Sun 23 Oct 2011
I am living proof of the anti-aging benefits of running. After running for over 30 years and completing 14 marathons to date, I am in the best shape of my life. This is evidenced by my personal record in the marathon last May at the age of 57. My time of 3:53:23 qualified me to run the Boston Marathon for the second time in my life (qualifying for the first time at the age of 54).
I can also say that I am the happiest I’ve ever been—more at peace. I always relied on running to carry me through the various challenges of my life. Yes, life always looked better after a run. Due to a long-term study by the Stanford University Medical Center, there is now evidence to support my over-the-top long-term marathon habit. Maybe I’m not so crazy after all…
This study followed 500 runners, all 50 years and older, over 20 years and produced some very interesting and enlightening results. Long-term running produces numerous benefits as we age.
Runners enjoy a longer life and quality of life. Nineteen years into the study, 15% of the runners had died compared to 35% of non-runners. In addition, runners lived 16 years longer without the incidence of disability as compared to non-runners. Even better news was uncovered for runners who ran into their 80’s. Their incidence of cancer, neurological disease and other infections decreased even further.
Running improves neurogenesis in the brain. Running creates new neurons and encourages connections between brain cells enhancing overall brain function as we age. This wards off Dementia and Alzheimer’s.
Running reduces stress and increases well-being. It is well known that running releases endorphins and serotonin, but it also increases dopamine, a neurotransmitter that affects the reward and motivation areas of the brain. While stress kills brain cells, running improves brain performance and enhances well-being and encourages an active life-style as we age.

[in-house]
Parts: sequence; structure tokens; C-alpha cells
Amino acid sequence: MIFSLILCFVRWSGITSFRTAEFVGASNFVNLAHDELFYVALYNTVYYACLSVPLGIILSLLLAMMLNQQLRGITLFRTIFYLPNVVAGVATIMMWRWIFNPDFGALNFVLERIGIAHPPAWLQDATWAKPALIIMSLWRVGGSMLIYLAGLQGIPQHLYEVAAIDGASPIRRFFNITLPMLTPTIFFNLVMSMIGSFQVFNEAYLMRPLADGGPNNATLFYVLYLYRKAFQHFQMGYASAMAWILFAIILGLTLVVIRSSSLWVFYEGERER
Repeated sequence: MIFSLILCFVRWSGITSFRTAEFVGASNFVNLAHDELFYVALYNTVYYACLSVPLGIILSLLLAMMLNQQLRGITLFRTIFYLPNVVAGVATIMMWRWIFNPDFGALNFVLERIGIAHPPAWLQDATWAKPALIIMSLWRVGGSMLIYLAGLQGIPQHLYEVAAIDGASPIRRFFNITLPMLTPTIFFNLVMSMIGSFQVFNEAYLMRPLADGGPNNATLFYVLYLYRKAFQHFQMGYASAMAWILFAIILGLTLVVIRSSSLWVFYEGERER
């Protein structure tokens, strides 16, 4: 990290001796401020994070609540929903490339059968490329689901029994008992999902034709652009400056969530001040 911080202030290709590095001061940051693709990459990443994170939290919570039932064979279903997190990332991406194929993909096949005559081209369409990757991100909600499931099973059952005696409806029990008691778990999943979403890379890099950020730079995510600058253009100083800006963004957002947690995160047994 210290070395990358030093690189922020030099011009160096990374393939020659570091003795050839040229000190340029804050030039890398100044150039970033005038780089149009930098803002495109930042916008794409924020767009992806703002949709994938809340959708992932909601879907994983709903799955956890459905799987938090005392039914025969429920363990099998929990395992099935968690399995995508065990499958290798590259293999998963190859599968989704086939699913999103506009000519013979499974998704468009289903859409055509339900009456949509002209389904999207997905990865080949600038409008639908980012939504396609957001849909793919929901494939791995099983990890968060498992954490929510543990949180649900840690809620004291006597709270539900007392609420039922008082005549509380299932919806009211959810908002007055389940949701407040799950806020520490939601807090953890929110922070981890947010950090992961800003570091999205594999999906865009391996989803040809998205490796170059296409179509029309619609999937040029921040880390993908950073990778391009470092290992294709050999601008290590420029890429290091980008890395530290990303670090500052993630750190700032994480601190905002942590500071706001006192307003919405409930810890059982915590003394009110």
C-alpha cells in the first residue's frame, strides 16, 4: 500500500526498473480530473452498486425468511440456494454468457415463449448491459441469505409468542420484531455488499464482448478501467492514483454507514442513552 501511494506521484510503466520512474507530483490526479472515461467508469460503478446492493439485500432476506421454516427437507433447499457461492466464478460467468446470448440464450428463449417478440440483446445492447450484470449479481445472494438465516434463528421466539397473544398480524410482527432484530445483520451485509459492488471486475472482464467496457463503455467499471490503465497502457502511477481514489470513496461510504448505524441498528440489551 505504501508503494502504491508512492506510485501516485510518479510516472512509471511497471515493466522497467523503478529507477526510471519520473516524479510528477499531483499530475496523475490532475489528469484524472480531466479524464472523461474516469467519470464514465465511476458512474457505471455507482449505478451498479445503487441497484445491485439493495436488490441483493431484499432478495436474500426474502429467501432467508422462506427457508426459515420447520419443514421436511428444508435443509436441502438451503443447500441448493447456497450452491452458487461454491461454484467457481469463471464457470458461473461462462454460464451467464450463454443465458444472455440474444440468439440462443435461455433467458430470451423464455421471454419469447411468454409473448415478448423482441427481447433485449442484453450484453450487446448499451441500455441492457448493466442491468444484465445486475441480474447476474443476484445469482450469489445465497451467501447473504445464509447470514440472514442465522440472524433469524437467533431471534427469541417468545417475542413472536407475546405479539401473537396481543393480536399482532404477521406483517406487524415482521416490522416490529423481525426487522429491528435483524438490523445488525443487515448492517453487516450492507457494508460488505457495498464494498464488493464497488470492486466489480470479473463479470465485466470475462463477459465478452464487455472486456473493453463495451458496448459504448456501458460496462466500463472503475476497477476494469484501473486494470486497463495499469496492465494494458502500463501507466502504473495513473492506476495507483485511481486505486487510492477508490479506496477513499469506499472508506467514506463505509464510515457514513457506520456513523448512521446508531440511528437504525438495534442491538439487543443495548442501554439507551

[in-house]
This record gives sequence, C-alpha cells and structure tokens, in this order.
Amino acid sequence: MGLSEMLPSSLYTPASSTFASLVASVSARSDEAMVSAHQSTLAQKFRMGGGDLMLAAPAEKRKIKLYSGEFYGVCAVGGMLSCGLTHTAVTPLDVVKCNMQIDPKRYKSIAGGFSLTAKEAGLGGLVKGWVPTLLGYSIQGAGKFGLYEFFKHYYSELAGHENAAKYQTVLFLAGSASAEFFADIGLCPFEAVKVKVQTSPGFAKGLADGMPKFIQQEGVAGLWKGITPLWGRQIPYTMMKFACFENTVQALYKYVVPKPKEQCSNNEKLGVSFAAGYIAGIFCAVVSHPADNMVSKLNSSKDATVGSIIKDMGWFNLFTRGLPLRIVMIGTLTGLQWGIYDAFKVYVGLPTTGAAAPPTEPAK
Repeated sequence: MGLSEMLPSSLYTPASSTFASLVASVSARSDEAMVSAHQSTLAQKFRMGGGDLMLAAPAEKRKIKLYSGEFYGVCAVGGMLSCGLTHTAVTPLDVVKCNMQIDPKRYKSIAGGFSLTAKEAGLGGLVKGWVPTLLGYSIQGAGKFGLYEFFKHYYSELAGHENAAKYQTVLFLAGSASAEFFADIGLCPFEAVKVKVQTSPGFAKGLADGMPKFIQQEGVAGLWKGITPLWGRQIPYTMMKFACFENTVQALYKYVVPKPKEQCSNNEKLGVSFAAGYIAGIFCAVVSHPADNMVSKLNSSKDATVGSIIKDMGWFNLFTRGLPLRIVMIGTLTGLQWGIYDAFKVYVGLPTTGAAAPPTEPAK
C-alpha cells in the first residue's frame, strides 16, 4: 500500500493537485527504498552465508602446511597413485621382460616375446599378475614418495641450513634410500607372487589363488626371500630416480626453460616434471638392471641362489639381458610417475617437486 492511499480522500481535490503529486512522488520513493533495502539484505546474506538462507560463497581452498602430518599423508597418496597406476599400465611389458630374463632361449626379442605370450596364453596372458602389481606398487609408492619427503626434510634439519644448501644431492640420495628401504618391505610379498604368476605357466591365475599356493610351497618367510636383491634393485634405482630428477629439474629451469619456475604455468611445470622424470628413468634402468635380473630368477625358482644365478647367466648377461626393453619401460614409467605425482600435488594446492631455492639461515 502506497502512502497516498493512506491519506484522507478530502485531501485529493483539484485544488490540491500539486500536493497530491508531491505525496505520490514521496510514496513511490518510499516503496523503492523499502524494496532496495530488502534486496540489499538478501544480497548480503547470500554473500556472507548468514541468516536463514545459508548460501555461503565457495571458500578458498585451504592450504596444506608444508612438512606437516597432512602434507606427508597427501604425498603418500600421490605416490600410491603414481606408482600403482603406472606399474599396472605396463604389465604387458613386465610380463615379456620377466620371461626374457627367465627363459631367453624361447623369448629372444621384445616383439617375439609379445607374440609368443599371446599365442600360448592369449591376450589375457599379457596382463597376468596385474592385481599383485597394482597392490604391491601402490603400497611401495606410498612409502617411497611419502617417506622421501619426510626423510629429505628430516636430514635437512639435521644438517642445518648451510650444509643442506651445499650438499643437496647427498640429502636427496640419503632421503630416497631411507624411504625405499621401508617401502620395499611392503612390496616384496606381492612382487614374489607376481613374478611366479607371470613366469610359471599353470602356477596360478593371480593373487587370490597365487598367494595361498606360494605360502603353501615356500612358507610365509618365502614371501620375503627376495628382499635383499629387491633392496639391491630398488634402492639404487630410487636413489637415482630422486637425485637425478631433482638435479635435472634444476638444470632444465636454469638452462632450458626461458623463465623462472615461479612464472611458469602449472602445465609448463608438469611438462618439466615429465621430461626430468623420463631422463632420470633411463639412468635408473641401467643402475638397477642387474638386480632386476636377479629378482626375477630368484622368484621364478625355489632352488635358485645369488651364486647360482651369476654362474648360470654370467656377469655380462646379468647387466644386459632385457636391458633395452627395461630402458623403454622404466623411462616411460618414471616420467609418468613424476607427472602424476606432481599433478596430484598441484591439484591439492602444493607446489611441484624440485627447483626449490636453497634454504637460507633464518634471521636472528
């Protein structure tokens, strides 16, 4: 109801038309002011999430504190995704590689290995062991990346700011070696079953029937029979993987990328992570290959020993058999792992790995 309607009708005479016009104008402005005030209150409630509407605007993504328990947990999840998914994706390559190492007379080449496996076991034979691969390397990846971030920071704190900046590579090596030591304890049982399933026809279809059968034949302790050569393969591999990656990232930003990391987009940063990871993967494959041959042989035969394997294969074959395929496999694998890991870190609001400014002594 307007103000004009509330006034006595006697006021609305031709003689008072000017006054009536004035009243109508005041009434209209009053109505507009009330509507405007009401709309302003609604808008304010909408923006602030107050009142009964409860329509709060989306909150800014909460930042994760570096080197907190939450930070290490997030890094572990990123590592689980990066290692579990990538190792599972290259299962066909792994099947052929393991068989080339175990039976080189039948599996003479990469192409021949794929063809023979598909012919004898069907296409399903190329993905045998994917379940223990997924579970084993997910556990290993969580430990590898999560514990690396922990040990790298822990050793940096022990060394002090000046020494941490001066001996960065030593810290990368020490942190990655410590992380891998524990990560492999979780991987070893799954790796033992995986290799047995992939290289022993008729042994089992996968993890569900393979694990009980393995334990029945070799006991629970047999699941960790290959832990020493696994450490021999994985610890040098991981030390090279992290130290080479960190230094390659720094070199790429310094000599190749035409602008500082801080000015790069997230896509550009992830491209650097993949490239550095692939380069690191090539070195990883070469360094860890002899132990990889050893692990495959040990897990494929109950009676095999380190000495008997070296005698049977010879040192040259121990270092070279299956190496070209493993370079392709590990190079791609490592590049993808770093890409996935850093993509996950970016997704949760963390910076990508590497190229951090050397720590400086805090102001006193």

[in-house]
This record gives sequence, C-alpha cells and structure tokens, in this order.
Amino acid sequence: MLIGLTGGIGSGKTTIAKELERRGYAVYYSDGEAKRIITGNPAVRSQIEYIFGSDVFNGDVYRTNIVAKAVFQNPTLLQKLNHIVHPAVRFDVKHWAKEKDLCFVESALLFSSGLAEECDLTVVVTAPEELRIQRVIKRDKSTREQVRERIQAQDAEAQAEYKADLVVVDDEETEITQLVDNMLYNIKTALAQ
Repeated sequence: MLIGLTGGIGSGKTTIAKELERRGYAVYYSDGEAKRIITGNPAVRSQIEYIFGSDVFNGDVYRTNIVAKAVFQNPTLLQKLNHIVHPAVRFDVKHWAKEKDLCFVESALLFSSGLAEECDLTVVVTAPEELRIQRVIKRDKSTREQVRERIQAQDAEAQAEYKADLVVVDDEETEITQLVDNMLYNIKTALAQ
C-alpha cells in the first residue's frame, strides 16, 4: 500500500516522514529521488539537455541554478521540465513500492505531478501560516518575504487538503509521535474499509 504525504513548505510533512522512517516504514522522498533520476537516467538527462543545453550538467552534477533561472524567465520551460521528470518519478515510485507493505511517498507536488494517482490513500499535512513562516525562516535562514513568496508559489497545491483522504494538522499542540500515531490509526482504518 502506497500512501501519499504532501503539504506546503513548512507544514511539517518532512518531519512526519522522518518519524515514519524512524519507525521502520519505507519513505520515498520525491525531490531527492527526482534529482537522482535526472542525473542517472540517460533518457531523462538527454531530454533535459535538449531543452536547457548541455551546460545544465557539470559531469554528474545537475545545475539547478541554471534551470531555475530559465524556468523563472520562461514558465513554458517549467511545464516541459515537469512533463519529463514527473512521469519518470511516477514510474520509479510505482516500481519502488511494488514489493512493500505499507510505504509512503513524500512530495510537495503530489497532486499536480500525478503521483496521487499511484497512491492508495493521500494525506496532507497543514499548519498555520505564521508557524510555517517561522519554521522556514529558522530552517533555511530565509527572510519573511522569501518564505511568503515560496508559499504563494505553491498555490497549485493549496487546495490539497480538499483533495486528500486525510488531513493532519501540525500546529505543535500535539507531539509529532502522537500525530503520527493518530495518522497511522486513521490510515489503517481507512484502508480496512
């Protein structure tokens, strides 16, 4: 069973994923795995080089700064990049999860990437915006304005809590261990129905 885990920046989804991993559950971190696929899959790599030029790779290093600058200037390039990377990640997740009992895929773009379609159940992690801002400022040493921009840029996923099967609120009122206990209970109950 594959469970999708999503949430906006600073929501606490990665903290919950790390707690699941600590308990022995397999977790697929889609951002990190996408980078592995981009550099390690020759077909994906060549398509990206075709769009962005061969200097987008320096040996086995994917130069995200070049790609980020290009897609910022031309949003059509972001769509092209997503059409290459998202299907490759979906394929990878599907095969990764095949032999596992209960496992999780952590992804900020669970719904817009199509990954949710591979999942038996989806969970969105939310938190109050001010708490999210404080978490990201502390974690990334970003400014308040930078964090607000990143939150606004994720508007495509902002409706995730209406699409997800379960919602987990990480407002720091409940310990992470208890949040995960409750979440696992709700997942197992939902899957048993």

Runners are healthier. Running decreases the risk of death by 50% as compared to non-runners by improving the heart and immune system, lowering resting blood pressure. Running increases blood flow which reduces hardening of brain arteries and encourages the body’s production of anti-bodies and lymphocytes or T-cells that fight off cancer and infections.
So what is the best workout program to stay young? According to John Ratey, M.D., start well-before your senior years and do some form of aerobic activity six days a week for 45 minutes to an hour. This should include two sessions a week for strength training with weights and 2 sessions a week of balance and flexibility exercises like yoga, dance or martial arts. Dr. Ratey recommends running the most since it benefits the heart, the immune system, increases brain neurogenesis and emotional well-being.
If you are a senior and aren’t accustomed to exercise, Dr. Ratey recommends seeing a doctor first. Walking is a good low intensity aerobic activity to start until you are ready to increase the intensity. The benefits are great even when starting an exercise routine later in life.
When I am not training for a marathon, my weekly work-out routine includes four days of running five to seven miles (including one speed workout), one long run of 10 to 11 miles, two days of weight training (including one circuit-training workout) and one day of yoga. The weight training is key in keeping my bones strong and maintaining upper body strength and the yoga is key in maintaining what little flexibility I have and will allow me to run for many years to come.
So there you have it. The evidence is quite clear—exercise. Even if it isn’t running, do something aerobic and improve the length and quality of your life. Life is a wonderful gift—get out there and enjoy it!